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Association Francophone des Utilisateurs de Logiciels Libres

French speaking Libre Software Users' Association

Promouvoir les logiciels libres ainsi que l'utilisation de standards ouverts.

FAQ for hardware and electronic components manufacturers

Frequently Asked Questions on drivers availability under any operating system (long version)

Philippe Coulonges, M.-A. Darche

AFUL (Association Francophone des Utilisateurs de Linux et des Logiciels Libres i.e. French speaking Linux and Free Software Users' Association)
APRIL (Association Pour la Promotion et la Recherche en Informatique Libre ie. Association for Promotion and Research in Libre Computing)

Permission is granted to copy, distribute and/or modify this document under the terms of the GNU Free Documentation License, Version 1.1 or any later version published by the Free Software Foundation; with no Invariant Sections, with no Front-Cover Texts, and with the no Back-Cover Texts. A copy of the license is included in the section entitled "GNU Free Documentation License".

September 2001

Questions / Answers

1 Définitions
Q: What is GNU/Linux ?
Q: Why does one sometimes refer to GNU/Linux instead of Linux?
Q: What is a free license ?
Q: What is a non-free (or proprietary) license ?
2 Marketing points
Q: Is having a GNU/Linux support useful ?
Q: My customers are asking for Linux drivers, what can I do ?
Q: Can I hope a third party will spontaneously develop the drivers ?
Q: Can I avoid releasing the specifications of my product ?
Q: How can I make money if I give away my products ?
Q: What advantages are to be expected from Free Software, from Open Source Software ?
Q: Do I risk pressures on behalf of influent operating systems publishers ?
3 Precisions
Q: Who to contact for more information on Free Software and Open Source Software?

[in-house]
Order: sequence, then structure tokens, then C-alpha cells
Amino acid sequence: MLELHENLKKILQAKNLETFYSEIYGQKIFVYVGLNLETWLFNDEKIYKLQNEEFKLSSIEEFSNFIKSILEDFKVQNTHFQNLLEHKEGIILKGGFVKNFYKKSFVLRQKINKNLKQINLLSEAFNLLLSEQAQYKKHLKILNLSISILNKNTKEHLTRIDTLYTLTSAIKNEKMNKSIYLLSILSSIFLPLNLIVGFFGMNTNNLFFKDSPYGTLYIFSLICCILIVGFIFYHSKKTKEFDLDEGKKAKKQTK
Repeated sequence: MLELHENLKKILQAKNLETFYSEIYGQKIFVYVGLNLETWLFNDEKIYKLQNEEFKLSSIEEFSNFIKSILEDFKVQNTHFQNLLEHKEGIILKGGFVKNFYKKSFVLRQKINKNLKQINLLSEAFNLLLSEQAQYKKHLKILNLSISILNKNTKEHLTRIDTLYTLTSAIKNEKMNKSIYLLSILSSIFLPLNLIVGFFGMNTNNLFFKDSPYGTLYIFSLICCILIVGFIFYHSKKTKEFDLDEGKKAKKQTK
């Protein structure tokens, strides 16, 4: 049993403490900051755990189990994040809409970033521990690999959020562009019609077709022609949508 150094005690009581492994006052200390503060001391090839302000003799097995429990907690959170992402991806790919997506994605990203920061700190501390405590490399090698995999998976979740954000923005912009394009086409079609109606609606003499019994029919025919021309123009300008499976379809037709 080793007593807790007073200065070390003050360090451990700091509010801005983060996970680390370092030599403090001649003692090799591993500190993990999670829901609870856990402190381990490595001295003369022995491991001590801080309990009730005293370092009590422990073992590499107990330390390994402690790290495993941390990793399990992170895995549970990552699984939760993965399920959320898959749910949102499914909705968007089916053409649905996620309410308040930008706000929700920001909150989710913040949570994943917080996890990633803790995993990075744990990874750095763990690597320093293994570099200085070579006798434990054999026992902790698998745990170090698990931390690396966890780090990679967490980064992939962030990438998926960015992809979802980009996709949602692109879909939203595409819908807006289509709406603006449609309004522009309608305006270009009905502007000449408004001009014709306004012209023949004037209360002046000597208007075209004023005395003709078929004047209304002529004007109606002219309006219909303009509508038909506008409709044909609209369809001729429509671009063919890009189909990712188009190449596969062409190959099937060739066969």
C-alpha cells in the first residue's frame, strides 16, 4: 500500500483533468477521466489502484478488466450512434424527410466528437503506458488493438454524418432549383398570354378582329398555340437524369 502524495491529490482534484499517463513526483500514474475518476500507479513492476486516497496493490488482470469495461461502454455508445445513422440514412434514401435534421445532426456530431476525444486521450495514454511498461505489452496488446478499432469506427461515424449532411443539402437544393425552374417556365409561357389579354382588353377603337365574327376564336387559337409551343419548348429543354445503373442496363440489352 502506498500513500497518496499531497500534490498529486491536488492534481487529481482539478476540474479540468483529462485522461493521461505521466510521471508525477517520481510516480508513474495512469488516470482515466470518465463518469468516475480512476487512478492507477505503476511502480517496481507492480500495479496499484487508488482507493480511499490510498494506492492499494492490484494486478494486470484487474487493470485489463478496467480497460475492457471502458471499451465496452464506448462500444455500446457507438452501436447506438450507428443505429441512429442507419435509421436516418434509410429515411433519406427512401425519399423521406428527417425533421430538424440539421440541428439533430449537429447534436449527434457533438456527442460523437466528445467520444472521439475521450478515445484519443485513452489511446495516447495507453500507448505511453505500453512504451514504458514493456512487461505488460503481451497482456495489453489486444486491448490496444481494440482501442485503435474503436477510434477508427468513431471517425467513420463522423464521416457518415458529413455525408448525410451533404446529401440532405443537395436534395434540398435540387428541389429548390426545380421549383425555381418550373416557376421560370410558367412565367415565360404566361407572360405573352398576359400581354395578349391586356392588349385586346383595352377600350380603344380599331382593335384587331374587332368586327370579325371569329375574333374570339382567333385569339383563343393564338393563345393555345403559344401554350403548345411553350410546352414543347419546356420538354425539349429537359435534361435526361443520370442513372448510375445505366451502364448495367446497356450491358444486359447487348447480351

Q: My developers are not competent with Linux. What should I do ?
Q: Where to find some documentation on Linux drivers programming ?
Q: Is there a database listing Linux compatible hardware ?
Q: Do you advise a Free Software distribution in every case ?
Q: Which license to choose for distributing my drivers ?
Q: What policies have other manufacturers adopted ?
Q: Are there certification programs ?
Q: What is the meaning of the penguin pictures, seen in the computer press and on Internet ?
Q: May I use the logo of the penguin freely ? Where can I find it ?

1 Définitions

Q: What is GNU/Linux ?

A: GNU/Linux is a multiuser, multitask operating system which can execute on a large number of hardware platforms (Intel x86, PowerPC, Alpha, SPARC, ARM, etc.). The most important characteristic of this operating system, besides its technical qualities and its growing fame, lies in the fact that GNU/Linux is an assembly of Free Sotwares.

The GNU/Linux system will often be mentioned in this document, essentially because the problems mentioned presently concern many users of this system. But these problems stay valid for every operating system

Q: Why does one sometimes refer to GNU/Linux instead of Linux?

A: Introduced by Richard M. Stallman in 1984, GNU is a project of operating system consisting solely of Free Sotwares. The Linux kernel, a creation which began in 1991, is the last component that has allowed to achieve an autonomous operating system solely composed of Free Software. GNU/Linux is thus the conjunction of the project GNU and the Linux kernel. It is this set which is distributed today by Debian, Mandrake, RedHat, etc.

Q: What is a free license ?

A: A license can be designated under the generic name of ‘free license’ if it corresponds to the criteria of Free Software licences (a list is available on the FSF's site) or to Open Source Software licenses (a list is available on the on the Open Source Initiative's site)

Free Software licenses correspond to the criteria stated by Free Software definition. Open Source Software licenses correspond to the criteria stated in Open Source Software definition.

Q: What is a non-free (or proprietary) license ?

A: A ‘non-free’ license is a license which requires a transaction with the holder of the license in order to gain any right related to the software.